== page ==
Tickets from Michael Stewart

To see a table showing passenger trains that served Birkenhead Town station in the summer of 1932 click here

To see other stations on the Birkenhead Woodside to Chester line click on the station name: Birkenhead Woodside, Birkenhead Monks Ferry, Tranmere,
Rock Lane, Hooton, Ledsham, Mollington & Upton-by-Chester


Looking north along the up platform at Birkenhead Town station in the 1920s.




Birkenhead Town station shown on a 1895 map.


Birkenhead Town in the early 1960s when out of use. The up platform had been demolished by this time. The original Birkenhead engine shed was still standing in use as an engineering works.


Birkenhead Town station seen from the air in July 1934. A train can be seen passing through the down platform and heading into the Woodside tunnel. At the rear of the up platform waiting room a van can be seen standing on the single track Monks Ferry branch. The original Birkenhead engine shed can be seen to the left of the station.
Reproduced with the kind permission of Simmons Aerofilms Ltd


Birkenhead Town station in the mid 1930s. The original Birkenhead engine shed is seen in the background showing the south end of the long, 3 road section; the shorter 2 road part is just visible above the lamp post on the platform. The shed closed in 1878 but was retained for other railway uses.
Photo received from Roger Griffiths


Birkenhead Town station seen from street level in the 1960s.

Looking north at Birkenhead Town station shortly after the demolition of the up platform.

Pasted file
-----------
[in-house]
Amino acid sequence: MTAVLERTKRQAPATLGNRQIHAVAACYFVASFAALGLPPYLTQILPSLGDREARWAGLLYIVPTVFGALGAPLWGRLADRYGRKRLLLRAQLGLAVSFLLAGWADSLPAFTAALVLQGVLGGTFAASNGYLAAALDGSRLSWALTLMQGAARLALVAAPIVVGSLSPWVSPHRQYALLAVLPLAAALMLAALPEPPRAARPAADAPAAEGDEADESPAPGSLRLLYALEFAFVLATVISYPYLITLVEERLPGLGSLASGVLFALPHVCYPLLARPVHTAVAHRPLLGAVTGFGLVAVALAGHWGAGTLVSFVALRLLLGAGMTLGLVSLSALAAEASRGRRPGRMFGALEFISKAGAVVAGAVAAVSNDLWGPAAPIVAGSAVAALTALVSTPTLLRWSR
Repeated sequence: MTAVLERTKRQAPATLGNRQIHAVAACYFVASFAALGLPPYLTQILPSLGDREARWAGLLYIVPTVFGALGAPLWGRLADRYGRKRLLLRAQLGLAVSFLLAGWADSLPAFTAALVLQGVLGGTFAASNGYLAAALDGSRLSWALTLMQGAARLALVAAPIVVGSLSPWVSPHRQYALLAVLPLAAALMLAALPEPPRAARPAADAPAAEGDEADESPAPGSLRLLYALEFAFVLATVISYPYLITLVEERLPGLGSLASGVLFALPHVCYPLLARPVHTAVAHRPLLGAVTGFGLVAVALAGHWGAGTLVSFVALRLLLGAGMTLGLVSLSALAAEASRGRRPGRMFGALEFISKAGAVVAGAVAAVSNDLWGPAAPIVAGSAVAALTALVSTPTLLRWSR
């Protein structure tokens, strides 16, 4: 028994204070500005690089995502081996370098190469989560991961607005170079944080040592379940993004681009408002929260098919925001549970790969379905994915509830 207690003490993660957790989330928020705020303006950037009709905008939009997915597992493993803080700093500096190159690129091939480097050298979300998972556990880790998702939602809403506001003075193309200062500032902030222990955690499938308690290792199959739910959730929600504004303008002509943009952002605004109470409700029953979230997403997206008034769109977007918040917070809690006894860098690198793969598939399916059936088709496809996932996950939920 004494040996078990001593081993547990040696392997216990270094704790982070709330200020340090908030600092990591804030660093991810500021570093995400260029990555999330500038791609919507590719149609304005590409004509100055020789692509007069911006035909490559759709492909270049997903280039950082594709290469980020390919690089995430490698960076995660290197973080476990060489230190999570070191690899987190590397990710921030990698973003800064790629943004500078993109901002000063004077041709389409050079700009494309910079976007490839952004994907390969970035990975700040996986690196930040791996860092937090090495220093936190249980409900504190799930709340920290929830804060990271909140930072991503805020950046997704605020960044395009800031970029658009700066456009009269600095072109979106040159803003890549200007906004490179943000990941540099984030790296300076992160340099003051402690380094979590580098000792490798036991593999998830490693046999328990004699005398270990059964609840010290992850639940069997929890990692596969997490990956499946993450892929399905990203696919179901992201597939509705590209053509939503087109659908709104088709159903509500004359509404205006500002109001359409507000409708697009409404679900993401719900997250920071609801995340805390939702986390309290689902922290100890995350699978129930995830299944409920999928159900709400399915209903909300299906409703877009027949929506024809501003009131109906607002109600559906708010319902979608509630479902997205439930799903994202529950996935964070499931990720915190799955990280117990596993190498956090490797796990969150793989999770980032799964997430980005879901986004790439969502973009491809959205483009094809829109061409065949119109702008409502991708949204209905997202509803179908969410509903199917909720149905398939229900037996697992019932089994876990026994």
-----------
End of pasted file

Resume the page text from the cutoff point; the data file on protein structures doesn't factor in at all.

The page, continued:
Photo received from John Dawson


Looking north at the Woodside and the Monks Ferry tunnel portals at the site of Birkenhead Town station in the 1970s. The Woodside tunnel portal is the the left. above it can be seen the remains of the Birkenhead Town station booking office.


The site of Birkenhead Town station looking north in May 1988. The Woodside tunnel portal can be seen in the distance.
Photo by John Mann


The site of Birkenhead Town station looking south from the booking office in April 2005.
P
hoto by Pail Wright


At the north end of Birkenhead Town station there were two tunnels. They are seen in this view from April 2005. To the left is Woodside tunnel and to the right Monks Ferry tunnel.
Photo by Paul Wright


The site of Birkenhead Town station looking north on 10 February 2014.
Photo by Paul Wright

1980s

2005 + ticket

2005 + ticket

2005

Click on thumbnail to enlarge

 

 

 

[Source: Paul Wright]